We Are Not All The Same

The great threat in the mid 1950’s was the cold war between the Soviet Union and the United States. Today, the greatest threat is Islam and its ideology where acts of terror, rape and murder are occurring daily on our planet by Islamists. However, the way we respond to the current threat when compared to the way we did when risk of nuclear hostilities was near is very different. Back then the Canadian Government constructed the Diefenbunker, an underground installation for defense and government operations. Today in the face of growing Islamic terrorism, subversive ideology, and destabilization of countries, our government looks to be woefully ignorant and naive to the real face of Islam.

We have all heard of the Trojan Horse account where the enemy within poured out to capture their foe once within the city. When it happened, it was too late to do much about it. It seems we are moving in that direction. A recent CBC News headline stating that they, Muslims, are “no different than us” does show how the media along with many politicians need to grasp that Islam and Christianity are far apart.

Let’s look briefly at some of those differences as given in an article written by Ron Grey, former CHP leader, Feb 2017:

The differences are right at the heart of their faith. The Qur’an instructs them: “Do not make friends with Jews and Christians; they are friends with one another.” (Surah 5:51) This is in marked contrast to the command of Jesus to “Love your enemies and do good unto those who hate you”. The Islamic faith assigns atheists, Buddhists and Hindus to a fiery hell and mandates its own adherents to compel religious conversion and compliance by the use of force.

But the continuing message of Mohammed was—and is—to “instil terror into the hearts of the Unbelievers: smite ye above their necks and smite all their fingertips off them.” (Surah 8:12)

Christianity (apart from the Crusades which began as a defensive war to protect pilgrims to the Holy Land, but devolved into a war against Islam and Judaism) was not meant to be a militant faith; but Islam has always been a faith spread at the point of the sword. That’s why Prof. Samuel Huntington wrote “Islam has bloody borders.”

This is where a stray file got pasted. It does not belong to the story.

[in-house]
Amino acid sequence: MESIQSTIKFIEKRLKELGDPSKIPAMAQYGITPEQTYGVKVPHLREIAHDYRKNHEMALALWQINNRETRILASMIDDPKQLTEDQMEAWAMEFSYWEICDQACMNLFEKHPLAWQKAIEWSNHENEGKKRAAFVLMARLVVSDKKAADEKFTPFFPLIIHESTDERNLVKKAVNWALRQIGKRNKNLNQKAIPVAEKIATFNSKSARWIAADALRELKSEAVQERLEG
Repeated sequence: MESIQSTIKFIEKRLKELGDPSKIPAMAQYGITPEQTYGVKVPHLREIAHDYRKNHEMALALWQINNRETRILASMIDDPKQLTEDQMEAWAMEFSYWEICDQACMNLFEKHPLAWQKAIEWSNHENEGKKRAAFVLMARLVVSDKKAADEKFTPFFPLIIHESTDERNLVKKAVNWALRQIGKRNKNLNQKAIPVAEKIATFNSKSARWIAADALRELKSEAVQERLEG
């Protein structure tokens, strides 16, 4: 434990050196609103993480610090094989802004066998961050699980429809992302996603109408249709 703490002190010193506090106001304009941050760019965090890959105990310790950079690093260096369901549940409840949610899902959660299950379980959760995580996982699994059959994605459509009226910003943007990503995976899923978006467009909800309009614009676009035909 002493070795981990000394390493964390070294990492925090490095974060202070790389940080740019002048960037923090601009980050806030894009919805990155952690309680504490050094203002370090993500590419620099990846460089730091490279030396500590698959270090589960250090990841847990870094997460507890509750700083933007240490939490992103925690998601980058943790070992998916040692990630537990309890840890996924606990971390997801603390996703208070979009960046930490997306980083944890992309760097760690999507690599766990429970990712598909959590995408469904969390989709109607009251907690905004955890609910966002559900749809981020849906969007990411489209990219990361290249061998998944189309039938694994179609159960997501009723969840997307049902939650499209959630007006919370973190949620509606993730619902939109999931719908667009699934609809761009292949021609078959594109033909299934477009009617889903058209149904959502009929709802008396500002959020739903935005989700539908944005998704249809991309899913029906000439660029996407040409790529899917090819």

Islam’s present invasion of Europe is merely the continuation of an invasion that was thwarted 700 years ago at the gates of Vienna.

The Muslim Brotherhood, one of the major sponsors of terrorism through its scores of front groups like the Muslim Students’ Association, the Islamic Society of North America, and more than 50 others, has openly declared a “stealth jihad” or a “cultural jihad”; the goal, says the MB, is to take over.

Christianity made serious strides away from errant militancy in the 16th and 17th centuries, with the Protestant Reformation and the Catholic counter-reformation. Today, there are a pitiful few voices calling for a similar reformation of the Islamic faith; but they are rare—Salim Mansur and Tarek Fatah are Canadian examples; Dr. Zuhdi Jasser and Ayaan Hersi Ali are notable American exceptions. But those reformers are called “apostates” by the Wahabi imams of the many Saudi-sponsored mosques springing up throughout North America.

In Islam, there is only one penalty for apostasy: death.

Canada’s Judaeo-Christian heritage has been a bulwark defending all faiths or no faith: the Christian call to individual conscience has always meant, in this country, that each person can choose.

The brand of Islam resurgent all over the globe today does not advocate individual choice; the Qur’an openly mandates conversion of non-Muslims by offering “people of the book”—Jews and Christians—three choices: become Muslims, become dhimmis (a less-than-third-class status, subject to severe strictures and an extra head-tax called jizya), or be killed. Other non-Muslims get a much starker choice: convert to Islam or die.

No, they are not yet “just like us.” Not by a long shot.